Testosterone replacement therapy is associated with an increased risk of cardiovascular and cerebrovascular events in older men, particularly during the first 2 years of use, a study in thehas found.
Simone Y. Loo of the Lady Davis Institute for Medical Research at the Jewish General Hospital in Montreal and colleagues looked at a cohort of 15,401 men aged 45 years or older with low testosterone levels, of whom 4,485 (29.1%) were prescribed testosterone replacement therapy on at least one occasion during a mean follow-up of 4.7 years. They saw that individuals who were currently using testosterone replacement therapy had a 21% increase in the risk of the composite outcome of ischemic stroke, transient ischemic attack, or myocardial infarction, compared with those who had not had hormone therapy.
In the first 6 months to 2 years after initiation of continuous treatment, the risk was even higher – at 35% – and was particularly high in individuals aged 45-59 years (at 44%).
However, the study also noted a significant 36% reduction in the risk of all-cause mortality in individuals currently using testosterone replacement therapy and a significant 28% higher risk of all-cause mortality in past users, compared with nonusers.
Concerns about the safety of testosterone replacement therapy had previously been kindled by the outcomes of thetrial, which was stopped early because of the higher number of cardiovascular events in the treatment group. However, other randomized controlled trials have not seen that effect, the authors said.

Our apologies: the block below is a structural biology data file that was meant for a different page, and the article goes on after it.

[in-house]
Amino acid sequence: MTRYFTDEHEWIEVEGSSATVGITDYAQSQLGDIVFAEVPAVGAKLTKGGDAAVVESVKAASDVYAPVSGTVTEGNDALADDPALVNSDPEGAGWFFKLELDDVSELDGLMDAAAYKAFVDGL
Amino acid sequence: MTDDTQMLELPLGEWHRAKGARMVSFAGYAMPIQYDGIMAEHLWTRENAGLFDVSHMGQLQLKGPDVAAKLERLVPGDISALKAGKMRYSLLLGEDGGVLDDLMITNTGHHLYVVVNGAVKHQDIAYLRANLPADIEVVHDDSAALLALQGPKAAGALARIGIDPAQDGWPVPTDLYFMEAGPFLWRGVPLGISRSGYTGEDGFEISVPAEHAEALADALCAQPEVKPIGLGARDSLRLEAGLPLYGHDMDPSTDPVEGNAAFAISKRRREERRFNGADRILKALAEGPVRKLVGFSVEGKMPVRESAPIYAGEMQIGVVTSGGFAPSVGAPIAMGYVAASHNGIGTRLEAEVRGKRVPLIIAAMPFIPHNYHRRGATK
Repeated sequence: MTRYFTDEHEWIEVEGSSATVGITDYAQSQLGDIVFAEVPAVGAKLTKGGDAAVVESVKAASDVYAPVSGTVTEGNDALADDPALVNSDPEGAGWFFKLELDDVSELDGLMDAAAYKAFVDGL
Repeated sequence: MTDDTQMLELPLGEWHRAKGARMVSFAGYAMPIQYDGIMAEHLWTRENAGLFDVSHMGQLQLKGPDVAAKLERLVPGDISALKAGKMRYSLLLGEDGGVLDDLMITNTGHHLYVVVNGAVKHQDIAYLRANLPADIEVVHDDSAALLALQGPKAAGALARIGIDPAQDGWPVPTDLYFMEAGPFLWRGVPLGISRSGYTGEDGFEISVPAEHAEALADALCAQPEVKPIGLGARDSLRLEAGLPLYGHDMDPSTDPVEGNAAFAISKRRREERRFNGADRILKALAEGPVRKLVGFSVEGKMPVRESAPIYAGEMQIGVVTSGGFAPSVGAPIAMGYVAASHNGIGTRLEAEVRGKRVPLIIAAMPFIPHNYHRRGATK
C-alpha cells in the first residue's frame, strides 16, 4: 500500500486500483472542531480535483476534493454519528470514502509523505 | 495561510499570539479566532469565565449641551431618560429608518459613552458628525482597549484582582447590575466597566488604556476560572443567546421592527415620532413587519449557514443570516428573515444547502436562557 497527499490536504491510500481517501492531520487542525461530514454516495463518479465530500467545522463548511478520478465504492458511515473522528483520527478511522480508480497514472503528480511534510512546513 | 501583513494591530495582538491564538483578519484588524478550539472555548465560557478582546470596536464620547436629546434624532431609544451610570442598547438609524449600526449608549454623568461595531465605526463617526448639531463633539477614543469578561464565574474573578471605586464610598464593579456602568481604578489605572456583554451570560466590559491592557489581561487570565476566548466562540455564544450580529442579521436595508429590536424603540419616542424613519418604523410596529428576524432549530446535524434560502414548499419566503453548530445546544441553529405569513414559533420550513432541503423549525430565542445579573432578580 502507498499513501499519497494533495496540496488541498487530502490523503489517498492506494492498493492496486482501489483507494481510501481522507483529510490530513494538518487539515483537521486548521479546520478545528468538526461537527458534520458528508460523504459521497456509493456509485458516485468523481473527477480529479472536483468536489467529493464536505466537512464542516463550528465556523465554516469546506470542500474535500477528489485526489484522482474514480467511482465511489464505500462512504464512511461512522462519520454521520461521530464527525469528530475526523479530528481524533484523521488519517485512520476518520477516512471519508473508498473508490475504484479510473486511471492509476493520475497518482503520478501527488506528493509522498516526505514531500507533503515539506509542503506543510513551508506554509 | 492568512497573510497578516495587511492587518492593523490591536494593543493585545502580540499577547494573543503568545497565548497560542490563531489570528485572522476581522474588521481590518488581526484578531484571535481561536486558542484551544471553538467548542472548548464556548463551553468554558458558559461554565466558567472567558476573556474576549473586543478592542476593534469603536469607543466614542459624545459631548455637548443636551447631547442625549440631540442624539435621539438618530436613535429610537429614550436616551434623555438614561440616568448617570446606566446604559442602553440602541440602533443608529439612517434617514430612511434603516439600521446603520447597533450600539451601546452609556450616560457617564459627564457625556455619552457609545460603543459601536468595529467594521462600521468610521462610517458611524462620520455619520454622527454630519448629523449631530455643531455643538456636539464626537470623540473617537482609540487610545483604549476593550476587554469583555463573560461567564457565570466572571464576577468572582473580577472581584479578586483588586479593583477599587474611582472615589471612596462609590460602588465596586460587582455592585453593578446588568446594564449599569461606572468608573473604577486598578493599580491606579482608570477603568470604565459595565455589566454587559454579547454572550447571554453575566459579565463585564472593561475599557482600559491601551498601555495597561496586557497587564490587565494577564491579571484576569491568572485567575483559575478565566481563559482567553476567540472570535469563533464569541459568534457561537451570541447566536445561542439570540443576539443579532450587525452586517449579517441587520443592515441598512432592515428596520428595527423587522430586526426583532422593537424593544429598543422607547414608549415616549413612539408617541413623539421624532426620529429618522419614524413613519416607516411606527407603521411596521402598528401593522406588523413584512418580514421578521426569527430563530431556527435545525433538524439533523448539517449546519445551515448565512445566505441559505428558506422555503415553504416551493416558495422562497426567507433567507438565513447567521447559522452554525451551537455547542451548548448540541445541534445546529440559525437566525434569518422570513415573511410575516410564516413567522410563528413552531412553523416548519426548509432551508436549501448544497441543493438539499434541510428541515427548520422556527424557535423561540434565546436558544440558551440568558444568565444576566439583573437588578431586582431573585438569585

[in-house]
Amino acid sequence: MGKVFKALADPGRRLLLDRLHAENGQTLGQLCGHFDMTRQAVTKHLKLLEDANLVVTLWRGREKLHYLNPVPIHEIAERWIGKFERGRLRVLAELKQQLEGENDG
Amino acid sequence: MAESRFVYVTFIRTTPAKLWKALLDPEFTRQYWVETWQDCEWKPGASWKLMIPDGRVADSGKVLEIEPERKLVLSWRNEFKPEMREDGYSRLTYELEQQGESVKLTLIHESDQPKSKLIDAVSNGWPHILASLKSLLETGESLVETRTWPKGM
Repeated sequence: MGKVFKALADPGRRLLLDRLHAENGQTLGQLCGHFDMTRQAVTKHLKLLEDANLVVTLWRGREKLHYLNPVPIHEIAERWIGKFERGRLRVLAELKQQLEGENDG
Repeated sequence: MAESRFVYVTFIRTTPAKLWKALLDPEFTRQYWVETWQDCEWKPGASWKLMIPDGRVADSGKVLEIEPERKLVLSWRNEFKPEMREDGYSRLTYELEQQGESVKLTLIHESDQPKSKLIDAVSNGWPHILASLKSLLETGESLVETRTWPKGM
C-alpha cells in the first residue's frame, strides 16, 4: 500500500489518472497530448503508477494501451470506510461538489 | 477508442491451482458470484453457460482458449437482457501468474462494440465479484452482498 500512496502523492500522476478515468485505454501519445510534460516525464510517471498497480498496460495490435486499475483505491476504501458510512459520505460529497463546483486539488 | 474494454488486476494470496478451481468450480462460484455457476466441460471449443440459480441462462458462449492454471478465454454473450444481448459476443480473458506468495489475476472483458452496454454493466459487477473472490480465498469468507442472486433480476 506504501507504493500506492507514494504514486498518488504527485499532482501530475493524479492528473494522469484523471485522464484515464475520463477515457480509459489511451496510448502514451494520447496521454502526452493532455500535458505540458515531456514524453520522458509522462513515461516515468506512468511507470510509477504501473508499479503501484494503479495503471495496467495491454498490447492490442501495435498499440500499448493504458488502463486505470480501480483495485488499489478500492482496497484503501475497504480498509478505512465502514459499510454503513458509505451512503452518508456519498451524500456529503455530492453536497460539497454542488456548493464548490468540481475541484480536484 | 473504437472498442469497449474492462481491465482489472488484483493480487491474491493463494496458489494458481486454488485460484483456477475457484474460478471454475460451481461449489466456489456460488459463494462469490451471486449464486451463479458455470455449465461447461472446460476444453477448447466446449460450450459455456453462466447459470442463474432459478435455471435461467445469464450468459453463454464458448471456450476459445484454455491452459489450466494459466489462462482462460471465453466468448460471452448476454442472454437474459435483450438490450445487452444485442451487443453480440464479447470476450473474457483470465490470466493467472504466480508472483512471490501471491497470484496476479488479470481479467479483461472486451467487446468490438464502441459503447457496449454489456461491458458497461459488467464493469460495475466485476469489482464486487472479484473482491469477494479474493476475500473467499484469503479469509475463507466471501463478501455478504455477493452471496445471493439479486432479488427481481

They noted that the protective effect of current hormone replacement use on mortality was surprising, but suggested it could be the result of reverse causality, “in which physicians may discontinue TRT based on perceived deterioration of health or imminent death, because TRT is not a vital medication.”
“Moreover, TRT may be less frequently initiated among men with a higher baseline risk of mortality, particularly in the elderly, and those who received TRT may have been healthier overall, compared with their untreated counterparts,” the authors wrote.
Despite this, they suggested that larger observational studies were still needed to investigate the potential harms of testosterone replacement therapy. In the meantime, they advised that potential harms should be weighed against perceived benefits and caution be applied to prescribing.
The study was supported by the Canadian Institutes of Health Research. No conflicts of interest were reported.
SOURCE: Loo S et al. Am J Med 2019 Apr 3. .